I proudly call myself a tribal woman, and I carry with me hundreds of stories that have shaped and enriched my life and connected me to every single woman in my country.
At its heart, Khalida Brohi’s book is about the nameless and faceless girls who have been victims of the cultural misappropriation of the word ‘honor’. The pivotal point of the story is the murder of Brohi’s cousin who pays with her life for falling in love with a man she is not betrothed to.
— MinoritiesPublishing (@MinoritiesinPub) October 13, 2018
She writes about it as follows: ‘The distinction between childhood and adulthood was all but nonexistent for these families, and there was certainly no such thing as adolescence.” This particular incident inspires the writer to adopt the path of activism by seeking justice for the many girls and women who have suffered from this senseless practice.
Brohi’s book has an authentic feel running through the pages given that it is mainly anecdotal and based on first-hand experiences. Her biggest ally and support since childhood comes from her father, who supports her education in the face of opposition from his family. Education is what she feels sets her apart from her cousins through the years.
“Here was proof that confidence and self-belief have tremendous power, are even the most important factor in accomplishing anything.” Brohi’s journey with her family into the city sees her campaigning for the rights of women, and opening literacy and skills development centers. Her efforts and networking with people in Pakistan and abroad brings her recognition and contact with international players in the IT and development sector.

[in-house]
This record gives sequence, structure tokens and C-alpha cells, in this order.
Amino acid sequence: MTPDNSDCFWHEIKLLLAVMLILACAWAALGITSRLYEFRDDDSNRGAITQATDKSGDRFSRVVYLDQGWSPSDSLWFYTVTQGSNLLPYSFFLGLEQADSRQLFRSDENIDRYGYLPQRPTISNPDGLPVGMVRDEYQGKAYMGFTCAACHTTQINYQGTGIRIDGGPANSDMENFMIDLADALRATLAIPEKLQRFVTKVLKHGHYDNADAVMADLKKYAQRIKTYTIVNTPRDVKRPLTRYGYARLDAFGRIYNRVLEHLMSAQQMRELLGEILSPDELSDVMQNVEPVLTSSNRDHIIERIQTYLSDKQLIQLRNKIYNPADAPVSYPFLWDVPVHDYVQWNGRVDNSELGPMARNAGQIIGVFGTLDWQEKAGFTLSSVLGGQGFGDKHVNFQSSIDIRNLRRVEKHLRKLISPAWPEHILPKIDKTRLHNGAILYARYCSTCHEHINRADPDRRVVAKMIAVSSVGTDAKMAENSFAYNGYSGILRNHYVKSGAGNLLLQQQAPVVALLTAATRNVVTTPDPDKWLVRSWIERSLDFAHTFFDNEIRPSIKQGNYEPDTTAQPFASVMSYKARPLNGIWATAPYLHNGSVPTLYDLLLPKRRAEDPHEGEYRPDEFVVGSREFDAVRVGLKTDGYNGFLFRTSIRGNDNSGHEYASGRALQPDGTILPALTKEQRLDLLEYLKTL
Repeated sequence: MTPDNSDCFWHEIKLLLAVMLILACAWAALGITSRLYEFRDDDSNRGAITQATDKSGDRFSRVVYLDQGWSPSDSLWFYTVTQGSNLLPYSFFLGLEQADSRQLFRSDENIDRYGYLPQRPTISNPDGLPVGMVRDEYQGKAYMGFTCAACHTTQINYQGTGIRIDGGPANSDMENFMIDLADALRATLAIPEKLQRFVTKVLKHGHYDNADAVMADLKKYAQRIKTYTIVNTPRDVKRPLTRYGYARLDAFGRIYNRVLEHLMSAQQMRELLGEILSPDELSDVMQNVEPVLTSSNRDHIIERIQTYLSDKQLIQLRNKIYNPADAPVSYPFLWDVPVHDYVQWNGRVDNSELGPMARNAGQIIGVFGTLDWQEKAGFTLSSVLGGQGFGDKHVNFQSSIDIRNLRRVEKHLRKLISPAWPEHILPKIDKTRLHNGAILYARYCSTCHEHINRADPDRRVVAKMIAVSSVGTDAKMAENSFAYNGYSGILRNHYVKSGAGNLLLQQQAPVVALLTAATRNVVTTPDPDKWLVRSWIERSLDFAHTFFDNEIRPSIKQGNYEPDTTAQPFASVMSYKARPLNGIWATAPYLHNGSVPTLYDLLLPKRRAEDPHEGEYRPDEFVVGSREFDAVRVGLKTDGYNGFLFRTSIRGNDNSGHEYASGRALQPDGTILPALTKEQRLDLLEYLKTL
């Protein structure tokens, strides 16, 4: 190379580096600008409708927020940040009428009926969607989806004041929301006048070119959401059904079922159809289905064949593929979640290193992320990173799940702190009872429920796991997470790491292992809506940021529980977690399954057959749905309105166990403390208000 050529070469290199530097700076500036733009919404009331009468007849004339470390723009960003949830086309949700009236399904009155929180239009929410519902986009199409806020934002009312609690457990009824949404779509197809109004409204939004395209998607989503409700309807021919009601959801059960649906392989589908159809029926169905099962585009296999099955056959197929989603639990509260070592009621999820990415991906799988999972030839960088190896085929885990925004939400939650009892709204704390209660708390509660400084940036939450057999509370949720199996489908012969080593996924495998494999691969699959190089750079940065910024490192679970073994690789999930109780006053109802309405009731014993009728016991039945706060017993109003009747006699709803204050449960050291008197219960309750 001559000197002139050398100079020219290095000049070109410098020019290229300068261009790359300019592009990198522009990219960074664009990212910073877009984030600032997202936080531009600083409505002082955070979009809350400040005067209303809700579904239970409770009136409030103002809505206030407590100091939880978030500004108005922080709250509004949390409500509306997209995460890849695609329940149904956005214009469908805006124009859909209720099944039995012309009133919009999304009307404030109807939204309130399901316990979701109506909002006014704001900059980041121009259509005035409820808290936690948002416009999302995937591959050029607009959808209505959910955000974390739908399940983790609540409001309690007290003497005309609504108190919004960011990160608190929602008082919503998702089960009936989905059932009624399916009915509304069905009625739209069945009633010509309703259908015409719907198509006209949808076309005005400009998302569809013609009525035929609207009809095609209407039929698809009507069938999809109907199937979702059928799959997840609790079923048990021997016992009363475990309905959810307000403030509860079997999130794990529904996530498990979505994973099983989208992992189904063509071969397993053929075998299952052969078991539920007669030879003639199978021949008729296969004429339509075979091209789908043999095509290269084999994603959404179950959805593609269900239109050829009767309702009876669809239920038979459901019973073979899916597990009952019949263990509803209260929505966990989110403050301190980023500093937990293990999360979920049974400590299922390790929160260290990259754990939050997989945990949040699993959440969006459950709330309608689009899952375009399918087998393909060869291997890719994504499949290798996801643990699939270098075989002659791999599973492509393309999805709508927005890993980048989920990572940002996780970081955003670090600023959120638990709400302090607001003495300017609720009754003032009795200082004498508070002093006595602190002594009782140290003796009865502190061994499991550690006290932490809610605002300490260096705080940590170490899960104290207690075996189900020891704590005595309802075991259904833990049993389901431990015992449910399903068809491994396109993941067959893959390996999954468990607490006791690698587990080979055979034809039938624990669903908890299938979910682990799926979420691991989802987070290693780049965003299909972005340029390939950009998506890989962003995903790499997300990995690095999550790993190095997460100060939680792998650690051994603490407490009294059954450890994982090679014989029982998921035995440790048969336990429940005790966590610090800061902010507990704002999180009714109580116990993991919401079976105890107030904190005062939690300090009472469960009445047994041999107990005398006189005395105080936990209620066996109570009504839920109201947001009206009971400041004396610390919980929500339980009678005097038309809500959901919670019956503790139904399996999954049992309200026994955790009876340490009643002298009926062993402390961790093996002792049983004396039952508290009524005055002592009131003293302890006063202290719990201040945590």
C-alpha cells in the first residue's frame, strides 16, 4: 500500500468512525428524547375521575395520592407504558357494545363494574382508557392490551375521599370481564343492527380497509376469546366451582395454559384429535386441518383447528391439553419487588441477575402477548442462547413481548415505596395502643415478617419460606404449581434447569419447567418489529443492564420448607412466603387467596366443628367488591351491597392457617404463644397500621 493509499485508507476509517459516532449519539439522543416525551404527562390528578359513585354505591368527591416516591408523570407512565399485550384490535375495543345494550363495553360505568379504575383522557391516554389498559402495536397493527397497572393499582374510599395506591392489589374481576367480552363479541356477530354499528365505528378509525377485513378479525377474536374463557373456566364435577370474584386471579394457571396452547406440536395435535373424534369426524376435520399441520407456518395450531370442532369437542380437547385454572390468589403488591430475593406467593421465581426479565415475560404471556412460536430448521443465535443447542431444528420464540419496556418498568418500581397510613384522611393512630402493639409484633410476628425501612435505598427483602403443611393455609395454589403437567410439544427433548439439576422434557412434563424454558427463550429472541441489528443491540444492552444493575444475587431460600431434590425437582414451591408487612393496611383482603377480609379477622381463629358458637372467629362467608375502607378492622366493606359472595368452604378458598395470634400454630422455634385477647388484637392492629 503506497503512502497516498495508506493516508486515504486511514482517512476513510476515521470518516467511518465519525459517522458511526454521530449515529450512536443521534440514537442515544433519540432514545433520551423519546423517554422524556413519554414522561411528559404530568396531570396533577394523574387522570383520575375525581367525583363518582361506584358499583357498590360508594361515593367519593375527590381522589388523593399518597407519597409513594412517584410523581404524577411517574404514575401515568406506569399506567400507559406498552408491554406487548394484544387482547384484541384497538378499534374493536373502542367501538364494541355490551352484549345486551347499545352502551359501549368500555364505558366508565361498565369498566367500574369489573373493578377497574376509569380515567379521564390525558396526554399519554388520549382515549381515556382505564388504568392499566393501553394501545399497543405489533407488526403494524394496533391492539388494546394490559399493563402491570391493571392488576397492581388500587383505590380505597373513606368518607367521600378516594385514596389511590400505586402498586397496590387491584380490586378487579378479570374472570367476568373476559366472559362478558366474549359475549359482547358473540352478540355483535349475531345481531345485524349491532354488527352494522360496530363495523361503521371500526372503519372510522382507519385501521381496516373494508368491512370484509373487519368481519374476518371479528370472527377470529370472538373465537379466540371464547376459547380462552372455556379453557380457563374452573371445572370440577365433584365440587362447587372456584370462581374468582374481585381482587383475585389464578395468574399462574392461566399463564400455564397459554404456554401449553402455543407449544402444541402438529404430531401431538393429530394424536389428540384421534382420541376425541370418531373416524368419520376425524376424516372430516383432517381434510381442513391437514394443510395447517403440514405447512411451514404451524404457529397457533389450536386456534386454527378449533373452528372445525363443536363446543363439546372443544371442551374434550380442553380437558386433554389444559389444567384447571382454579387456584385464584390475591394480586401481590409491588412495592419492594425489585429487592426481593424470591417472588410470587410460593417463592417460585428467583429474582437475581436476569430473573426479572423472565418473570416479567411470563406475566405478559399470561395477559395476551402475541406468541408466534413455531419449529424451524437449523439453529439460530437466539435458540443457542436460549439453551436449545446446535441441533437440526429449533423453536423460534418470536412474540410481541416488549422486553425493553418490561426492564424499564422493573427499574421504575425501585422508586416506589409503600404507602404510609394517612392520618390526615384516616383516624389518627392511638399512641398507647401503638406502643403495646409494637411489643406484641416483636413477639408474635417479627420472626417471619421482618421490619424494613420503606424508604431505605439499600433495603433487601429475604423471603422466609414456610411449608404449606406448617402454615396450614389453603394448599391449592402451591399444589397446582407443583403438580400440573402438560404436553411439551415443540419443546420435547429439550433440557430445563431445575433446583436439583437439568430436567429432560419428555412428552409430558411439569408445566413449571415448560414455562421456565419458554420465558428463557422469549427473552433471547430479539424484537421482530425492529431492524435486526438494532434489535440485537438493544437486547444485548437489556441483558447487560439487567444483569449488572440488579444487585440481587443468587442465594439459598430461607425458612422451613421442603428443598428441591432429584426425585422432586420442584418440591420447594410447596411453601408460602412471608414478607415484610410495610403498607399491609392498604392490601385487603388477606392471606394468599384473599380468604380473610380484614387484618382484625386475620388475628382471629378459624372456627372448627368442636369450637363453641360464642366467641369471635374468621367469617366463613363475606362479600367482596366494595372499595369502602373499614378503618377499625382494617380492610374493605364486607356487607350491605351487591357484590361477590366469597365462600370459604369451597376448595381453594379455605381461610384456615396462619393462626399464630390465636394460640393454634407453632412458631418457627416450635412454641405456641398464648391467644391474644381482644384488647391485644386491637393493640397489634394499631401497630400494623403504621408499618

At the point in the book where the writer describes her plans and business correspondence, it becomes unnecessarily lengthy and one begins to feel less engaged in the book. This part begins to feel like a daily diary of correspondence.
However, the writer also describes how her single-minded focus also begins to affect her judgment and her relationships with those close to her and she realizes that she needs to work on those issues. Brohi also exposes the reader to a more softer and empathetic side to herself through her passion for poetry writing. “People often become poets when they fall in love, but I became a poet when hate entered my heart.”
This sentiment also shows her emotional attachment to her cause and spirit. Given the harsh practices she sees and the environment, Brohi turns to poetry as a meaningful vehicle of engagement as well.
The writer’s description of Balochistan and Sindh alone are worth reading and makes you feel you feel one with those neglected parts of Pakistan many are unfamiliar with. ‘I Should Have Honor’ is a book that leaves one in awe of the writer long after one has read it. We need many such warriors like Khalida Brohi.
Maha Dania Qazi is a trained and certified teacher from The College of New Jersey and holds a Masters degree from Georgetown University. She also enjoys writing reviews and poetry and can be contacted at firstname.lastname@example.org. The views expressed in this article are the author’s own and do not necessarily reflect the editorial policy of Global Village Space.